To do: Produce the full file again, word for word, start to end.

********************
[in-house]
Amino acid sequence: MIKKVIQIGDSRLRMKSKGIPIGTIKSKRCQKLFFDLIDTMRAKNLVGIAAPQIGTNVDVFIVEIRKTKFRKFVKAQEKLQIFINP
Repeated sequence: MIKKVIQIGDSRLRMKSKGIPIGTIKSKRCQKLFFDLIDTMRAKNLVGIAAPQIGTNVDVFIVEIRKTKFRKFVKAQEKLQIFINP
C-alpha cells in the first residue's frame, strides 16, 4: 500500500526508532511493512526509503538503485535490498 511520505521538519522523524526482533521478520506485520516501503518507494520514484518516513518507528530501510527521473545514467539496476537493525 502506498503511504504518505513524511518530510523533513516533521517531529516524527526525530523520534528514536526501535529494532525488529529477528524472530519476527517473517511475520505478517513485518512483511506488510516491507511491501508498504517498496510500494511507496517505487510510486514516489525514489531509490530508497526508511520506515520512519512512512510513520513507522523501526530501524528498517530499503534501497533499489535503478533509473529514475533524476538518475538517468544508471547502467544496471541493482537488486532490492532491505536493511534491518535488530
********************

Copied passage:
[in-house]
Amino acid sequence: MIKKVIQIGDSRLRMKSKGIPIGTIKSKRCQKLFFDLIDTMRAKNLVGIAAPQIGTNVDVFIVEIRKTKFRKFVKAQEKLQIFINP
Repeated sequence: MIKKVIQIGDSRLRMKSKGIPIGTIKSKRCQKLFFDLIDTMRAKNLVGIAAPQIGTNVDVFIVEIRKTKFRKFVKAQEKLQIFINP
C-alpha cells in the first residue's frame, strides 16, 4: 500500500526508532511493512526509503538503485535490498 511520505521538519522523524526482533521478520506485520516501503518507494520514484518516513518507528530501510527521473545514467539496476537493525 502506498503511504504518505513524511518530510523533513516533521517531529516524527526525530523520534528514536526501535529494532525488529529477528524472530519476527517473517511475520505478517513485518512483511506488510516491507511491501508498504517498496510500494511507496517505487510510486514516489525514489531509490530508497526508511520506515520512519512512512510513520513507522523501526530501524528498517530499503534501497533499489535503478533509473529514475533524476538518475538517468544508471547502467544496471541493482537488486532490492532491505536493511534491518535488530